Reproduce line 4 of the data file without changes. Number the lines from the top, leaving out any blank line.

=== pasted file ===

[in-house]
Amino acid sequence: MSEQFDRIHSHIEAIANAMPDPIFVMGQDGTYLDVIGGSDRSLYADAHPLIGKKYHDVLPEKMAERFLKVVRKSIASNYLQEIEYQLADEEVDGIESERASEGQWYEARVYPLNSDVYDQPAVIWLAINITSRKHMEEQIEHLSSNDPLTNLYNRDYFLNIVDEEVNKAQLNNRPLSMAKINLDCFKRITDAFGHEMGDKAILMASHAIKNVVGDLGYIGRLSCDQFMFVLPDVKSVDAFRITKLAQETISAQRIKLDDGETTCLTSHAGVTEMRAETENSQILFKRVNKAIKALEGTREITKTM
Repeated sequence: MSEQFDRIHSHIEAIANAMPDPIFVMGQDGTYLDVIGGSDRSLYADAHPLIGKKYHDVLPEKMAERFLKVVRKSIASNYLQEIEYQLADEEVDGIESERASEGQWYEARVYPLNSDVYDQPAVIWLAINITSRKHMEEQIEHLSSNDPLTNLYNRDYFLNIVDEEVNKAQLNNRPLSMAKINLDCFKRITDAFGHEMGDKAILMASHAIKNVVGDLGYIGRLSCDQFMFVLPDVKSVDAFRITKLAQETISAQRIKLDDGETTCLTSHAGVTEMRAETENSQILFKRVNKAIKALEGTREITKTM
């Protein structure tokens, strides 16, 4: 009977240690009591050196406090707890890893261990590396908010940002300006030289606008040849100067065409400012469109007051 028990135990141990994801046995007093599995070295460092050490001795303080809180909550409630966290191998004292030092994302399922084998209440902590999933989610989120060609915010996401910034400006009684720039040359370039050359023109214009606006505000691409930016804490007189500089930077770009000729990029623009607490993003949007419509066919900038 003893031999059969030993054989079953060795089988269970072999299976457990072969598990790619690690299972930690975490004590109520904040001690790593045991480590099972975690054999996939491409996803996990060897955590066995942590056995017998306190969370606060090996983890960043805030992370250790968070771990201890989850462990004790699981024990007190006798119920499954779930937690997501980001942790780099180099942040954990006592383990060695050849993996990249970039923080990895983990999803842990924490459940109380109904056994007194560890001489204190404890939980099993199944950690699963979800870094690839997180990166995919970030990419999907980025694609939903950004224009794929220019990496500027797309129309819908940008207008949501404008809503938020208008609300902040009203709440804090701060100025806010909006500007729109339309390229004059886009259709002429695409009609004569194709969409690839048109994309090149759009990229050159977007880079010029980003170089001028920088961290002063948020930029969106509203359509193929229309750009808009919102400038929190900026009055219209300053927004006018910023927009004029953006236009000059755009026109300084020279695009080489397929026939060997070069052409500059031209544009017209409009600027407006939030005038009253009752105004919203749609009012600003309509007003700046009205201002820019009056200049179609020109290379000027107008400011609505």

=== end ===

């Protein structure tokens, strides 16, 4: 009977240690009591050196406090707890890893261990590396908010940002300006030289606008040849100067065409400012469109007051 028990135990141990994801046995007093599995070295460092050490001795303080809180909550409630966290191998004292030092994302399922084998209440902590999933989610989120060609915010996401910034400006009684720039040359370039050359023109214009606006505000691409930016804490007189500089930077770009000729990029623009607490993003949007419509066919900038 003893031999059969030993054989079953060795089988269970072999299976457990072969598990790619690690299972930690975490004590109520904040001690790593045991480590099972975690054999996939491409996803996990060897955590066995942590056995017998306190969370606060090996983890960043805030992370250790968070771990201890989850462990004790699981024990007190006798119920499954779930937690997501980001942790780099180099942040954990006592383990060695050849993996990249970039923080990895983990999803842990924490459940109380109904056994007194560890001489204190404890939980099993199944950690699963979800870094690839997180990166995919970030990419999907980025694609939903950004224009794929220019990496500027797309129309819908940008207008949501404008809503938020208008609300902040009203709440804090701060100025806010909006500007729109339309390229004059886009259709002429695409009609004569194709969409690839048109994309090149759009990229050159977007880079010029980003170089001028920088961290002063948020930029969106509203359509193929229309750009808009919102400038929190900026009055219209300053927004006018910023927009004029953006236009000059755009026109300084020279695009080489397929026939060997070069052409500059031209544009017209409009600027407006939030005038009253009752105004919203749609009012600003309509007003700046009205201002820019009056200049179609020109290379000027107008400011609505």